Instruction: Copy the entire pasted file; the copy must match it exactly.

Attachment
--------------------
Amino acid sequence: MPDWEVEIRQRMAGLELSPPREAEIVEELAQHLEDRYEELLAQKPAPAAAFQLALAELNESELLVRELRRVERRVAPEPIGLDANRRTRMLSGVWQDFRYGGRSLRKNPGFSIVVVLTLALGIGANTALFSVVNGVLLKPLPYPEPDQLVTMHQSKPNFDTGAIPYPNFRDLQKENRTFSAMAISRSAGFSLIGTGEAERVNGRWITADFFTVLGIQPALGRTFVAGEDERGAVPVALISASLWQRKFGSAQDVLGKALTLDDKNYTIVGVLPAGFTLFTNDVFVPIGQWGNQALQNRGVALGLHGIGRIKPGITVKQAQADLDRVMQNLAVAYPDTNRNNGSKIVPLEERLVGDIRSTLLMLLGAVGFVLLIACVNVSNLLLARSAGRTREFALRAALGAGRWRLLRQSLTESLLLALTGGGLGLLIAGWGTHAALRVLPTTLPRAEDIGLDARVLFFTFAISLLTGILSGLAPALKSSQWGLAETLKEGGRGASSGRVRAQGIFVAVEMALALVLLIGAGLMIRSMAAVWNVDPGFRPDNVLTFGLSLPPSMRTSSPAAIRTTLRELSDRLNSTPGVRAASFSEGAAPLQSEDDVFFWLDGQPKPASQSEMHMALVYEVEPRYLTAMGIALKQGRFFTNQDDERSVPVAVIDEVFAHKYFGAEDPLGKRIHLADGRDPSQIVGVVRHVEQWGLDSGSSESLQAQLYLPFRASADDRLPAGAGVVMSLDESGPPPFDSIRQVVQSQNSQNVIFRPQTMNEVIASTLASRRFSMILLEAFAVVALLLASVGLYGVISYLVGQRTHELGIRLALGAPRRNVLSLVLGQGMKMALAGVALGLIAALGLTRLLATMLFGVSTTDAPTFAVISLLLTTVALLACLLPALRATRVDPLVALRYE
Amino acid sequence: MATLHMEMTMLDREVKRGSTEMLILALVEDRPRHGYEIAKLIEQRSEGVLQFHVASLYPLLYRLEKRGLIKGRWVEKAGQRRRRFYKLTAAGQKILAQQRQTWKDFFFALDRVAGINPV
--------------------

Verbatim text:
Amino acid sequence: MPDWEVEIRQRMAGLELSPPREAEIVEELAQHLEDRYEELLAQKPAPAAAFQLALAELNESELLVRELRRVERRVAPEPIGLDANRRTRMLSGVWQDFRYGGRSLRKNPGFSIVVVLTLALGIGANTALFSVVNGVLLKPLPYPEPDQLVTMHQSKPNFDTGAIPYPNFRDLQKENRTFSAMAISRSAGFSLIGTGEAERVNGRWITADFFTVLGIQPALGRTFVAGEDERGAVPVALISASLWQRKFGSAQDVLGKALTLDDKNYTIVGVLPAGFTLFTNDVFVPIGQWGNQALQNRGVALGLHGIGRIKPGITVKQAQADLDRVMQNLAVAYPDTNRNNGSKIVPLEERLVGDIRSTLLMLLGAVGFVLLIACVNVSNLLLARSAGRTREFALRAALGAGRWRLLRQSLTESLLLALTGGGLGLLIAGWGTHAALRVLPTTLPRAEDIGLDARVLFFTFAISLLTGILSGLAPALKSSQWGLAETLKEGGRGASSGRVRAQGIFVAVEMALALVLLIGAGLMIRSMAAVWNVDPGFRPDNVLTFGLSLPPSMRTSSPAAIRTTLRELSDRLNSTPGVRAASFSEGAAPLQSEDDVFFWLDGQPKPASQSEMHMALVYEVEPRYLTAMGIALKQGRFFTNQDDERSVPVAVIDEVFAHKYFGAEDPLGKRIHLADGRDPSQIVGVVRHVEQWGLDSGSSESLQAQLYLPFRASADDRLPAGAGVVMSLDESGPPPFDSIRQVVQSQNSQNVIFRPQTMNEVIASTLASRRFSMILLEAFAVVALLLASVGLYGVISYLVGQRTHELGIRLALGAPRRNVLSLVLGQGMKMALAGVALGLIAALGLTRLLATMLFGVSTTDAPTFAVISLLLTTVALLACLLPALRATRVDPLVALRYE
Amino acid sequence: MATLHMEMTMLDREVKRGSTEMLILALVEDRPRHGYEIAKLIEQRSEGVLQFHVASLYPLLYRLEKRGLIKGRWVEKAGQRRRRFYKLTAAGQKILAQQRQTWKDFFFALDRVAGINPV